91 Acres Added to Assabet River National Wildlife Refuge, Federal Duck Stamp Dollars Conserving Land in Massachusetts
The U.S. Fish and Wildlife Service has purchased more than 91 acres of land along the Assabet River in Stow, Massachusetts, according to Libby Herland, manager of the Eastern Massachusetts National Wildlife Refuge Complex. The land, purchased from the Sudbury Valley Trustees, will be managed as part of the Assabet River National Wildlife Refuge.
The lands acquired border the Assabet River and include 13 marsh and swamp parcels from White Pond Road to Gleasondale. Some of the parcels front Track Road (which is part of the Assabet River Rail Trail) in Stow; others are accessible only from the river, according to Herland.
“These areas along the river teem with wildlife, and I am thrilled that they will be permanently protected as part of the Assabet River National Wildlife Refuge. They are actually the first acres we?ve added to the refuge along the river. We deeply appreciate our conservation partnership with the Sudbury Valley Trustees and their patience in working with us for nearly three years to make this acquisition a reality,” said Herland.
Most of the parcels were donated to the Sudbury Valley Trustees by Hewlett Packard. The non-profit land trust also contacted other adjacent landowners and successfully secured an option on a 20-acre parcel that was purchased along with the former Hewlett Packard lands.
“One means by which Sudbury Valley Trustees fulfills its conservation mission is through working with the U.S. Fish and Wildlife Service – a partnership that dates back at least 50 years. It is fitting for this riverfront land to become part of Assabet River National Wildlife Refuge, and we are proud to have helped make that possible,” said Ron McAdow, executive director of the Trustees.
The Migratory Bird Conservation Commission approved the disbursement of $125,000 from the federal Migratory Bird Conservation Fund to purchase these lands in September 2007. The primary source of revenue for the Fund comes from the sale of Federal Migratory Bird Hunting and Conservation Stamps, which all waterfowl hunters are required to purchase but which are also purchased by many non-hunters to protect wetlands and other habitat for migratory birds. This is the first use of ?duck stamp money? to purchase lands at the Assabet River refuge. More than 2,200 acres was previously acquired in 2000 through a transfer to the Service from the U.S. Army.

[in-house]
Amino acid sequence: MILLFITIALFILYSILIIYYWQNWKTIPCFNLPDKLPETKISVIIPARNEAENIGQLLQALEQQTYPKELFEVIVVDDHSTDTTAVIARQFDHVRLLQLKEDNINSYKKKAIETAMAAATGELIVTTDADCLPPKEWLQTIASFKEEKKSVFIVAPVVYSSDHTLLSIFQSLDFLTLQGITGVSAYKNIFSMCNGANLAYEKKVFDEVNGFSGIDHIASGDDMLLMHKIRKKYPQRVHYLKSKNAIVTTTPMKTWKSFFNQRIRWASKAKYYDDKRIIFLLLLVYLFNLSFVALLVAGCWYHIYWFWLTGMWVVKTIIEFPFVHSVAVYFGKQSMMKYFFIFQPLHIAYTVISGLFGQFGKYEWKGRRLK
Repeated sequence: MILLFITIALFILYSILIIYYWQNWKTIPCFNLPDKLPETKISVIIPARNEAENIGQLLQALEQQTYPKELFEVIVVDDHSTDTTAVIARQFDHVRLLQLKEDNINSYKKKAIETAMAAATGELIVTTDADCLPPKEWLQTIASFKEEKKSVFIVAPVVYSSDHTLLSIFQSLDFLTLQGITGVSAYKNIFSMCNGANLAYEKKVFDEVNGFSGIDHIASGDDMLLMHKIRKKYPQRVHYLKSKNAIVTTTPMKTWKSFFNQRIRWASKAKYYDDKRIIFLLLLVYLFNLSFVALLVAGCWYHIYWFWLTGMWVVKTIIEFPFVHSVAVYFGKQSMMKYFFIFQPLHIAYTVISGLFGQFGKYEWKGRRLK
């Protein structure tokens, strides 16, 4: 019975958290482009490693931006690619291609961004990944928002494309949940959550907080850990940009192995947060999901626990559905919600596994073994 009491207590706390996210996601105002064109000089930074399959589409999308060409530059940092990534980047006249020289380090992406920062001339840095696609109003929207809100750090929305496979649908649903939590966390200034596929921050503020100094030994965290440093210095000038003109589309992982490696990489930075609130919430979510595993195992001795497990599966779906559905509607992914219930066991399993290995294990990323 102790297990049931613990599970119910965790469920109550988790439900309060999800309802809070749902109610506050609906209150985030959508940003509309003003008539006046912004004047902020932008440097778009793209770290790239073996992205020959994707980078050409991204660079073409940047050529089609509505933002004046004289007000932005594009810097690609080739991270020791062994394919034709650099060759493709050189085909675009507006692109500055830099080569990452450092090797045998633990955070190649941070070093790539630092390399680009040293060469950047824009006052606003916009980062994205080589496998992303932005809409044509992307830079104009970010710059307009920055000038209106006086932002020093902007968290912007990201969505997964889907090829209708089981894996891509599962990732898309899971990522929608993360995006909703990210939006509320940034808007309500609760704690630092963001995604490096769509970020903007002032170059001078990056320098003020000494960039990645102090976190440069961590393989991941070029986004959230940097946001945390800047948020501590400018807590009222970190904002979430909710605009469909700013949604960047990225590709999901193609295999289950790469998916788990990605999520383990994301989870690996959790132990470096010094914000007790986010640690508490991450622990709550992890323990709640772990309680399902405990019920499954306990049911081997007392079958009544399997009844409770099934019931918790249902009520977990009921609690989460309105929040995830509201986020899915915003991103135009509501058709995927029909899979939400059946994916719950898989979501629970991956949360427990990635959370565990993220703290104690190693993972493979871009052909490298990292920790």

“I thank the U.S. Fish and Wildlife Service and the Sudbury Valley Trustees for their work to make this acquisition a reality, and Hewlett Packard for their generosity in making the purchase possible,” said Barbara Volkle, president of the Friends of Assabet River National Wildlife Refuge.
“The purchase of Federal Migratory Bird Hunting and Conservation Stamps, commonly known as ‘duck stamps,’ made this acquisition possible. The one billionth dollar from the Migratory Bird Conservation Fund was recently used to purchase land for the National Wildlife Refuge System. When those of us interested in protecting land for wildlife buy duck stamps, we make a tremendous difference. Whether you visit a national wildlife refuge with your family for a nature walk, enjoy education programs, go birding, photograph wildlife and scenery, hike or snowshoe, or hunt and fish, your contributions make a tangible difference. It is wonderful to see these dollars at work in Massachusetts,” said Volkle.
Also expressing strong support for the purchase was Senator Edward M. Kennedy. According to Melissa Wagoner, spokeswoman for Senator Kennedy, “The Senator is extremely pleased that Assabet River National Wildlife Refuge has been able to acquire these additional acres and enhance the preservation of this Massachusetts treasure. The citizens of the Commonwealth will now be able to enjoy the beauty of these magnificent lands for years to come.”
The mission of the U.S. Fish and Wildlife Service is working with others to conserve, protect and enhance fish, wildlife, plants and their habitats for the continuing benefit of the American people. We are both a leader and trusted partner in fish and wildlife conservation, known for our scientific excellence, stewardship of lands and natural resources, dedicated professionals and commitment to public service. For more information on our work and the people who make it happen, visit www.fws.gov.
Sudbury Valley Trustees is a regional land trust that conserves land and protects wildlife habitat in the Concord, Assabet and Sudbury river basin for the benefit of present and future generations. For more information, visit www.svtweb.org.
The Friends of Assabet River National Wildlife Refuge is a non-profit group established to work with the U.S. Fish and Wildlife Service to protect the refuge?s valuable resources for future generations of people and wildlife through education and stewardship. For more information about the Friends, see www.farnwr.org.